It's an kind of chili sauce. You could sub with sriracha.
The bottle in my kitchen is the "Rooster" brand, the same company that makes the best known Sriracha (Huy Fong Foods). It's subtitled Ground fresh chili paste. Primary ingredients are Chili, Salt, Distilled Vinegar. I was introduced to it as an Indonesian condiment, and we buy it at an Asian grocery. It's hot! A little bit has a lot of flavor. Probably any chili paste could fill in, depending on your tolerance, since it a straight-forward mix.
Cynthia is a trusted source on Bread/Baking.
Sambal olek is in some circles, such as mine, the meaning of life. It's a liquidy paste of red chile peppers. Sriracha would be a decent substitute, as you've been wisely advised. Start with a little, taste, then add more. Stop when your hair catches fire.
Chris is a trusted source on General Cooking
Take heart! At least in the places I've lived, it is pretty easy to find--like susan g said, there's a brand made by the same group as the most common Rooster Sriracha. I just printed out aargersi's Thai Inspired Flank Salad--is that what you're thinking of? Me too.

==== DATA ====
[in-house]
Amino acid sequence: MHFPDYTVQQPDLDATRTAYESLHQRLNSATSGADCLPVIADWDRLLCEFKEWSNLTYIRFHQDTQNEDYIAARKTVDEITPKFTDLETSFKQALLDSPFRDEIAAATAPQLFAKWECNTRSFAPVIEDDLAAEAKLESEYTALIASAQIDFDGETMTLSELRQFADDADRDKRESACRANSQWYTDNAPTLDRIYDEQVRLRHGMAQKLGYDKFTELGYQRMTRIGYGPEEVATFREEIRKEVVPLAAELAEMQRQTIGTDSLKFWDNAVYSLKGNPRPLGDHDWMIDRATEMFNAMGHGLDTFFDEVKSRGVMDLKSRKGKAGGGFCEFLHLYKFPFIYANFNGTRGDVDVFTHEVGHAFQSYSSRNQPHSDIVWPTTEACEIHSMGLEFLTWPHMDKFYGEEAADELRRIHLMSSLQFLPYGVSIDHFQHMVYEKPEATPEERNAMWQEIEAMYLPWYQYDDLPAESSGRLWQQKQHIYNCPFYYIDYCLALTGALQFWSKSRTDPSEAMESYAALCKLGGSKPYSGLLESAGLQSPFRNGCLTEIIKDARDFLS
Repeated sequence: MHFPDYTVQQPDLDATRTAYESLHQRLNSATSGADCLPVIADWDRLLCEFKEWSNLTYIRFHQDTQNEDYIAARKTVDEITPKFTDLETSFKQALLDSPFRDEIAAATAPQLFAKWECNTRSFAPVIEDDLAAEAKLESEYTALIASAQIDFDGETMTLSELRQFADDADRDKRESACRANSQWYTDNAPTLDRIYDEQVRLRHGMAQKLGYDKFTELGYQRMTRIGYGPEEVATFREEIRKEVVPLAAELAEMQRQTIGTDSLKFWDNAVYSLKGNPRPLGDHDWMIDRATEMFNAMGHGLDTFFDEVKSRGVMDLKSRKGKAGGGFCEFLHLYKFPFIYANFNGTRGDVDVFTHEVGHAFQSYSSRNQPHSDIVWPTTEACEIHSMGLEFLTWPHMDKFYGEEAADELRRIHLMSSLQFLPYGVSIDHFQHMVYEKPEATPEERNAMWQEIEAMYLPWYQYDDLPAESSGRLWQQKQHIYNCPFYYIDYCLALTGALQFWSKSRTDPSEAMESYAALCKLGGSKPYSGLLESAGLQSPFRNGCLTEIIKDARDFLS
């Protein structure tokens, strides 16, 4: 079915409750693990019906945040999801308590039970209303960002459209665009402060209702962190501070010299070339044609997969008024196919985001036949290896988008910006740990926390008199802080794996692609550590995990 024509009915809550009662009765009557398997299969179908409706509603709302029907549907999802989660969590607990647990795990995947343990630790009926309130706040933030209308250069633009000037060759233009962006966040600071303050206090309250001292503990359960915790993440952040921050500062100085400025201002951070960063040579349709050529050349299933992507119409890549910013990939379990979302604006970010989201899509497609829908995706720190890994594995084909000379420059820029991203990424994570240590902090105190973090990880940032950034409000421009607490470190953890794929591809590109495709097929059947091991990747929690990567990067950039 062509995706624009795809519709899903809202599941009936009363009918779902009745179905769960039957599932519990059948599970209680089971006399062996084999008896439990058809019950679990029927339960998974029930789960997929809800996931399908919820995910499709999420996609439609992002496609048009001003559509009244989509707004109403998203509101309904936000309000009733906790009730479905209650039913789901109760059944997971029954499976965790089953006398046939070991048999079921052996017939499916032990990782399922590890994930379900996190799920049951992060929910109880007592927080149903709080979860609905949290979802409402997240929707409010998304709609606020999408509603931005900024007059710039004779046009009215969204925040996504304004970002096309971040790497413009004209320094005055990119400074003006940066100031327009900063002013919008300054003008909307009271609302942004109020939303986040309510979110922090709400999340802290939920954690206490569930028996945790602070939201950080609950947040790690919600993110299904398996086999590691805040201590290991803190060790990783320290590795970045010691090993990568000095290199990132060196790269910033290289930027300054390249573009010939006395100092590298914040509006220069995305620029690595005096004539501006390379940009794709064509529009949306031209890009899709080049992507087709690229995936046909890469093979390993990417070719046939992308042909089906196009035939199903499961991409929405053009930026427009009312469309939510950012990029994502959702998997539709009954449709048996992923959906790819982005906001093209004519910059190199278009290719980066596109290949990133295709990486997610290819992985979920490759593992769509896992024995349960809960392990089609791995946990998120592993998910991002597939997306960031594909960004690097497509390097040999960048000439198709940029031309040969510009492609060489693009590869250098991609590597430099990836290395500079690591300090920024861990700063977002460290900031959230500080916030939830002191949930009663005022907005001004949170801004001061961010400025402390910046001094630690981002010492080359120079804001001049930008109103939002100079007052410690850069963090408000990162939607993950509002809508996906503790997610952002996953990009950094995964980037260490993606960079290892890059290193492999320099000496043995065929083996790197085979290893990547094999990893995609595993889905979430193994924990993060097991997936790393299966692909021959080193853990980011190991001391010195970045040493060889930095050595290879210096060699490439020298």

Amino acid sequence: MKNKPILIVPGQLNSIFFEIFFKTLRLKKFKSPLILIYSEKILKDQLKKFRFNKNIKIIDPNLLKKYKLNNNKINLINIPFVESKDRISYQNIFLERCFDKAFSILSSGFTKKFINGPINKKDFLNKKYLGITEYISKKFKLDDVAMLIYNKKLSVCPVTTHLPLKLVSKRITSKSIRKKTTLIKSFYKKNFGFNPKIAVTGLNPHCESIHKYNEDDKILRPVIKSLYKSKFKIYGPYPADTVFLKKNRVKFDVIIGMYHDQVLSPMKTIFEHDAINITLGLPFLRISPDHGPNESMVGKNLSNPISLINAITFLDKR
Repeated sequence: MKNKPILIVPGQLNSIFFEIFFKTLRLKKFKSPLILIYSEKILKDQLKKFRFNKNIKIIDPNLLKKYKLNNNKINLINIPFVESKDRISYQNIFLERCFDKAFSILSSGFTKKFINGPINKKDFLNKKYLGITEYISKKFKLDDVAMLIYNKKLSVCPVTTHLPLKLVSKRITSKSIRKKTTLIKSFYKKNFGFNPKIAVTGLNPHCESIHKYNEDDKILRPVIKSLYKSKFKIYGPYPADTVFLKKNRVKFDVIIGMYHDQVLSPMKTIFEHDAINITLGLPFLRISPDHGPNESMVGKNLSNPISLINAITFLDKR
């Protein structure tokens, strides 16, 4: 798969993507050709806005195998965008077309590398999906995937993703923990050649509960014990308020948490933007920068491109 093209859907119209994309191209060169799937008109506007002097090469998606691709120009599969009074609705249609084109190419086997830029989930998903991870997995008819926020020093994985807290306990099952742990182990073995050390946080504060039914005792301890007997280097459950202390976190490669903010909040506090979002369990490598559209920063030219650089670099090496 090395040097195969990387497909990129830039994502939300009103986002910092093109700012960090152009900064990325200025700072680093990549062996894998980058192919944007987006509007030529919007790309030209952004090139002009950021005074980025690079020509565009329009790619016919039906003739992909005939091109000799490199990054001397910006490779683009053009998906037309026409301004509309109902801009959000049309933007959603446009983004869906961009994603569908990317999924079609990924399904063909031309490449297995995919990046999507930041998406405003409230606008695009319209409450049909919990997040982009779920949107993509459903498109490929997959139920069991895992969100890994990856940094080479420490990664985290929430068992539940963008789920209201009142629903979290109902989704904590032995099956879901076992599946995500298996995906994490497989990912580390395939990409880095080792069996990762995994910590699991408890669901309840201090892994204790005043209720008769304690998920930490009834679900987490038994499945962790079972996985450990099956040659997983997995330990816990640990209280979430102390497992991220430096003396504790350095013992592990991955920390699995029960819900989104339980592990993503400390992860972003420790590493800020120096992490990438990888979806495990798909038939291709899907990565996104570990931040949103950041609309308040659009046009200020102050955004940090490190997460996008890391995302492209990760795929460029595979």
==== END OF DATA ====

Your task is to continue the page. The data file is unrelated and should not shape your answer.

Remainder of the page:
When you think about how the Sambal is made, you might try Tabasco Sauce as a universally available option -- because the peppers are steeped in vinegar, and because it is free of other ingredients similar to Sambal Oelek. Difference, the SO is very thick, crushed and I believe hotter than Tabasco. Hope you can find it!
pierino is a trusted source on General Cooking and Tough Love.
I think the bottom line is that if you can find sriracha you can almost always find sambal sitting next to it on the shelf in the Asian section. The only thing I'll add is that sriracha to me is becoming as boring as Heinz 57---there are other great Asian chili condiments out there.
I'm with pierino. Sriracha is sort of the new black. Go for sambal if you can.
And you can make your own sriracha http://www.food52.com/recipes... so why not make your own sambal http://www.cookasianfood...
thanks to all. Looks like I'll be making a trip to the one store that carries everything from every country.
An additional note... turns out you can find it on Amazon, the Rooster brand. So thanks again.
a tip from a native indonesian who eats sambal almost everytime she eats: handmade sambel is always better than bottled sambal,to be honest bottled sambal,in any brand,tastes weird...
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